Kusama is a smart contract-enabled blockchain platform developed by Gavin Wood, the co-founder of Ethereum. Kusama is Polkadot’s canary network, a testing network for developers who want to try their blockchains or decentralized applications (DApps) before deploying them on the Polkadot ecosystem.
The term canary network stems from coal miners carrying canaries into coal mines. Should the birds stop singing in their cages, it was a warning sign of a possible gas leak, and the birds died thereafter.
In Kusama, developers test early-stage projects to correct development mistakes to avoid harming the Polkadot ecosystem.
No birds were harmed during the creation of Kusama, we assume.
Our Kusama guide explores the network’s core infrastructure, including consensus algorithm and main chain, its governance system, and the utility of the KSM token.
How Does Kusama Network Work?
Despite some misconceptions, Kusama is not a layer-2 —it’s an autonomous blockchain with its own coin, KSM, which is used to participate in the Kusama governance system. Kusama can be described as Polkadot’s sister, and they are practically the same in terms of blockchain design similarities.
Several concepts explained here are interchangeable for both networks.
The Relay Chain
Kusama shares Polkadot’s Relay Chain feature. The Relay Chain is the network’s main chain that records and settles transactions and connects multiple blockchain, allowing them to communicate with each other and the Kusama network.
Parachains are layer-1 platforms that run either on Polkadot or Kusama.
During Polkadot’s 2021 Parachain auction wars, blockchain projects would compete to lease a spot on the Relay Chain by bonding (staking) DOT or KSM and hopefully win the parachain slot.
Nominated Proof of Stake (NPoS)
Instead of validators staking their tokens to be eligible to validate and process transaction blocks in PoS platforms, it’s KSM stakeholders who vote on which validator participates in the block validation process and earn rewards.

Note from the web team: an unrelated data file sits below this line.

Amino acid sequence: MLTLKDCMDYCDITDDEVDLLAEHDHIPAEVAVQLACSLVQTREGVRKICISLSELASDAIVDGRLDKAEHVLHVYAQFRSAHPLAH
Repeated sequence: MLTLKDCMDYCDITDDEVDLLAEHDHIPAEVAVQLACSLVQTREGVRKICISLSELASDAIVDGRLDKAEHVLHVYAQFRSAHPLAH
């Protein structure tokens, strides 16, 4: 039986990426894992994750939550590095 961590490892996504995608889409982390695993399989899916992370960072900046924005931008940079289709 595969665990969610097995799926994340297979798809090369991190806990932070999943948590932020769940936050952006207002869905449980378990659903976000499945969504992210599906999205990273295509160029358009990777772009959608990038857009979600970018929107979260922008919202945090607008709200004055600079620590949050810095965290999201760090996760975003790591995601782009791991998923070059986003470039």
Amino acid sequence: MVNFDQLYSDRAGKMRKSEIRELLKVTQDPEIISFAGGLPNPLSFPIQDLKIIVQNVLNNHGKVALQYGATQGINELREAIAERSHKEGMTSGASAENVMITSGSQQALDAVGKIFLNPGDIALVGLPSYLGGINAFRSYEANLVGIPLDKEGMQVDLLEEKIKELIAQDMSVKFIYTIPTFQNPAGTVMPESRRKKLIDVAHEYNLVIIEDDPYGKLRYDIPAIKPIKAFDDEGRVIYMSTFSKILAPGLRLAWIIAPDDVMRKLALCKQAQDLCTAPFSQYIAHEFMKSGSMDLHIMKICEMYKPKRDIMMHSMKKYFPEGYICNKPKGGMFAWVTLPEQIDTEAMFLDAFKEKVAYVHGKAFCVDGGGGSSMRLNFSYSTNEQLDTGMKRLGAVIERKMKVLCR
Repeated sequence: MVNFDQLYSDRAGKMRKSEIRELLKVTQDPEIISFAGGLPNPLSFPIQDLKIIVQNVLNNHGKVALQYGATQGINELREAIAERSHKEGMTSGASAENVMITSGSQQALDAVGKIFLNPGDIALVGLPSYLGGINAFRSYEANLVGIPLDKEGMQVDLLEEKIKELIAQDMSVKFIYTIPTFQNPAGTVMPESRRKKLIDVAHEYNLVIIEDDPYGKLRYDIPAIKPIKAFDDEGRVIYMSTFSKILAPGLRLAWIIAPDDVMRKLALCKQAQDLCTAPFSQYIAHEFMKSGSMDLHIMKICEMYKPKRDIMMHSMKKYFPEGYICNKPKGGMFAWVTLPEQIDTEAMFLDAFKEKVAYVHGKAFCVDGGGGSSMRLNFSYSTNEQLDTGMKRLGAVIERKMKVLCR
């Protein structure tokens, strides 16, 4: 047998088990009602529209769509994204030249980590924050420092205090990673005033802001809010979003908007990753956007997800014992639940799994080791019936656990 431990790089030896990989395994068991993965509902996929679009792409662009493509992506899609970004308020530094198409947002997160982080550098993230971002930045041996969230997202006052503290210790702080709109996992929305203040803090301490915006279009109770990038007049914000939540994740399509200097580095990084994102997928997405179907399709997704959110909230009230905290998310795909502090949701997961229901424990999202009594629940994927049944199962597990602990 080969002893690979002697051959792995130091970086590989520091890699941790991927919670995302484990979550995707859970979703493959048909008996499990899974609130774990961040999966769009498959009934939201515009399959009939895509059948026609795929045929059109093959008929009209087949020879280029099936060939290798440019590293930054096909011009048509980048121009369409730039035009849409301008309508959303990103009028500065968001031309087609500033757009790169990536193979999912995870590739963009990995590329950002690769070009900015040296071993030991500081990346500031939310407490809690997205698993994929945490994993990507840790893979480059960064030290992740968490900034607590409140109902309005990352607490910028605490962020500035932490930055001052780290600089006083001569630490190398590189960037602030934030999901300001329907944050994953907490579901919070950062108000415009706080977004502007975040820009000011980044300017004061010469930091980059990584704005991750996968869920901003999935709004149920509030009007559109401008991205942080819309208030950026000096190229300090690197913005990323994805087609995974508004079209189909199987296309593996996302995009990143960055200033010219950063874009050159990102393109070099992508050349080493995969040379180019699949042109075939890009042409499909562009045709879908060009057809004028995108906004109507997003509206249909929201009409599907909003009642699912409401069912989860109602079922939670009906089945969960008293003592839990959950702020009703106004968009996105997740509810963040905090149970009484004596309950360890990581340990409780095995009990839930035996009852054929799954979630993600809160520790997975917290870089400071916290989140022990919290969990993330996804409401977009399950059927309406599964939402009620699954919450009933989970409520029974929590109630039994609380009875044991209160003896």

Blockchains like Cosmos, EOS, and Polkadot use the NPoS algorithm. While they might do it differently, the main goal is combining stakeholder voting with the benefits of PoS. There are two ways to participate, which might seem obvious now —to become a validator or a nominator.
- Nominators play the vital role of determining with their votes which nodes will validate blocks in the blockchain. Nominators must have a specified amount of tokens to participate, and they can generally choose up to 16 validators.
- Validators (network nodes) verify and validate the production of new blocks in the network. They can also verify the reliability of parachains added to the blockchain. Like Nominators, they must stake tokens before participating. But dishonest behavior will result in token slashing, which is a mechanism that takes away a percentage of a validator’s staked tokens to discourage such behavior. Validators are paid rewards in the platform’s native asset, like KSM, and they share a portion of rewards with nominators.
Kusama’s Governance System: Entities and On-Chain Accounts
Since Kusama allows for more roles than just validators within the blockchain, its governance system comprises three different entities:
- The Council —an elected body that represents stakeholders in Polkadot or Kusama. These members are on-chain accounts with three tasks: proposing referenda, banning malicious referenda, and electing the Technical Committee. The Council is currently made up of 19 members.
- Technical Committee —a body composed of development teams building their projects on Kusama. Each group can propose network changes or updates.